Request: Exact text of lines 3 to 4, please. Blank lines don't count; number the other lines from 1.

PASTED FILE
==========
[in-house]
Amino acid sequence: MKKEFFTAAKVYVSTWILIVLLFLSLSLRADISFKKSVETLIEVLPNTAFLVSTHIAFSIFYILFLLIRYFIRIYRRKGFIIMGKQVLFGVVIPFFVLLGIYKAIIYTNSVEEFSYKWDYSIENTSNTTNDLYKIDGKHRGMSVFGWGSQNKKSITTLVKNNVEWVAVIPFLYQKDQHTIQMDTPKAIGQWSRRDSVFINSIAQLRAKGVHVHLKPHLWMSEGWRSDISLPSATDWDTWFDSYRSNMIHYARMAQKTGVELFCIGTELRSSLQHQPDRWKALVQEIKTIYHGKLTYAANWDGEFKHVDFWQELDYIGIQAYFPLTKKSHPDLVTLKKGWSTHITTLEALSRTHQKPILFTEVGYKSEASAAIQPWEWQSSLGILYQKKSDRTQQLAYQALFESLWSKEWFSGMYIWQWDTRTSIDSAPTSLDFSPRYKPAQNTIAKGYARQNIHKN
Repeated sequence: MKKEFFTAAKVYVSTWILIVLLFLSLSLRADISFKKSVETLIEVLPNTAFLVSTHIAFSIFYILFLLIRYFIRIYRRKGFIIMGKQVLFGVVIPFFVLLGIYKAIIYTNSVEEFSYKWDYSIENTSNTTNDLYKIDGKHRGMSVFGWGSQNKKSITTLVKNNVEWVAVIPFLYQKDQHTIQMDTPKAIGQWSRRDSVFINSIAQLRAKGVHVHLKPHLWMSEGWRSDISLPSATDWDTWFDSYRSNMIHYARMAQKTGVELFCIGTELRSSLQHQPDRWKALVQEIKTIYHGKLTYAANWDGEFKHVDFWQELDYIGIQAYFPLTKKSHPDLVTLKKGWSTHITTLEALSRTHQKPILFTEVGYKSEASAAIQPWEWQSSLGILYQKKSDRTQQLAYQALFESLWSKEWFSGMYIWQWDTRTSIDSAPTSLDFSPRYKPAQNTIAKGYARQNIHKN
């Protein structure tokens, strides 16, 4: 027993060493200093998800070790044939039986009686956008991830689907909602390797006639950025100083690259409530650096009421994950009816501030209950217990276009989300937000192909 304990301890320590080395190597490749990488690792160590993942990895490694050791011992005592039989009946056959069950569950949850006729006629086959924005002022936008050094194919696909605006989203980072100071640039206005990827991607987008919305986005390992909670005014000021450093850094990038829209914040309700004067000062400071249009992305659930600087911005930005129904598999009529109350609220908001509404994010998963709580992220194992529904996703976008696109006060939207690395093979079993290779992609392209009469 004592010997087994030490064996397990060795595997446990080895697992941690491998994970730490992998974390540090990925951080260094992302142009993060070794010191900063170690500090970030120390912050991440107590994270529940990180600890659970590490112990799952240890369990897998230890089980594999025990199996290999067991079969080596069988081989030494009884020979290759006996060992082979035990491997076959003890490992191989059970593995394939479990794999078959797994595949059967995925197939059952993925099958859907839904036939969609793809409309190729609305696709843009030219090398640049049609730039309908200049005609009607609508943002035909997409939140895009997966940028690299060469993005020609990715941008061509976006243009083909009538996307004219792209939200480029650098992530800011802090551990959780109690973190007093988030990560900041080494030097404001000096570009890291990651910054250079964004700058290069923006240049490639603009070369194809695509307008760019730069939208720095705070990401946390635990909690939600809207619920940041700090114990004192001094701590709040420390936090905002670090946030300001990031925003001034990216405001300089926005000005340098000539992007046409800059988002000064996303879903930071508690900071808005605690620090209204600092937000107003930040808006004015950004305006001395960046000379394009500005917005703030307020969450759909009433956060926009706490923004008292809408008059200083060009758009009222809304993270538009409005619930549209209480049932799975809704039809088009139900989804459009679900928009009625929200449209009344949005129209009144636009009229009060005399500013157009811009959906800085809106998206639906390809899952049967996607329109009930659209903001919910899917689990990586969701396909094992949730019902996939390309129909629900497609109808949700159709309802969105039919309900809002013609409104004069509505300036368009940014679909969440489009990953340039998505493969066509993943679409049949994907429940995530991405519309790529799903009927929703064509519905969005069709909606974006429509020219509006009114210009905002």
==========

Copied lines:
Repeated sequence: MKKEFFTAAKVYVSTWILIVLLFLSLSLRADISFKKSVETLIEVLPNTAFLVSTHIAFSIFYILFLLIRYFIRIYRRKGFIIMGKQVLFGVVIPFFVLLGIYKAIIYTNSVEEFSYKWDYSIENTSNTTNDLYKIDGKHRGMSVFGWGSQNKKSITTLVKNNVEWVAVIPFLYQKDQHTIQMDTPKAIGQWSRRDSVFINSIAQLRAKGVHVHLKPHLWMSEGWRSDISLPSATDWDTWFDSYRSNMIHYARMAQKTGVELFCIGTELRSSLQHQPDRWKALVQEIKTIYHGKLTYAANWDGEFKHVDFWQELDYIGIQAYFPLTKKSHPDLVTLKKGWSTHITTLEALSRTHQKPILFTEVGYKSEASAAIQPWEWQSSLGILYQKKSDRTQQLAYQALFESLWSKEWFSGMYIWQWDTRTSIDSAPTSLDFSPRYKPAQNTIAKGYARQNIHKN
């Protein structure tokens, strides 16, 4: 027993060493200093998800070790044939039986009686956008991830689907909602390797006639950025100083690259409530650096009421994950009816501030209950217990276009989300937000192909 304990301890320590080395190597490749990488690792160590993942990895490694050791011992005592039989009946056959069950569950949850006729006629086959924005002022936008050094194919696909605006989203980072100071640039206005990827991607987008919305986005390992909670005014000021450093850094990038829209914040309700004067000062400071249009992305659930600087911005930005129904598999009529109350609220908001509404994010998963709580992220194992529904996703976008696109006060939207690395093979079993290779992609392209009469 004592010997087994030490064996397990060795595997446990080895697992941690491998994970730490992998974390540090990925951080260094992302142009993060070794010191900063170690500090970030120390912050991440107590994270529940990180600890659970590490112990799952240890369990897998230890089980594999025990199996290999067991079969080596069988081989030494009884020979290759006996060992082979035990491997076959003890490992191989059970593995394939479990794999078959797994595949059967995925197939059952993925099958859907839904036939969609793809409309190729609305696709843009030219090398640049049609730039309908200049005609009607609508943002035909997409939140895009997966940028690299060469993005020609990715941008061509976006243009083909009538996307004219792209939200480029650098992530800011802090551990959780109690973190007093988030990560900041080494030097404001000096570009890291990651910054250079964004700058290069923006240049490639603009070369194809695509307008760019730069939208720095705070990401946390635990909690939600809207619920940041700090114990004192001094701590709040420390936090905002670090946030300001990031925003001034990216405001300089926005000005340098000539992007046409800059988002000064996303879903930071508690900071808005605690620090209204600092937000107003930040808006004015950004305006001395960046000379394009500005917005703030307020969450759909009433956060926009706490923004008292809408008059200083060009758009009222809304993270538009409005619930549209209480049932799975809704039809088009139900989804459009679900928009009625929200449209009344949005129209009144636009009229009060005399500013157009811009959906800085809106998206639906390809899952049967996607329109009930659209903001919910899917689990990586969701396909094992949730019902996939390309129909629900497609109808949700159709309802969105039919309900809002013609409104004069509505300036368009940014679909969440489009990953340039998505493969066509993943679409049949994907429940995530991405519309790529799903009927929703064509519905969005069709909606974006429509020219509006009114210009905002």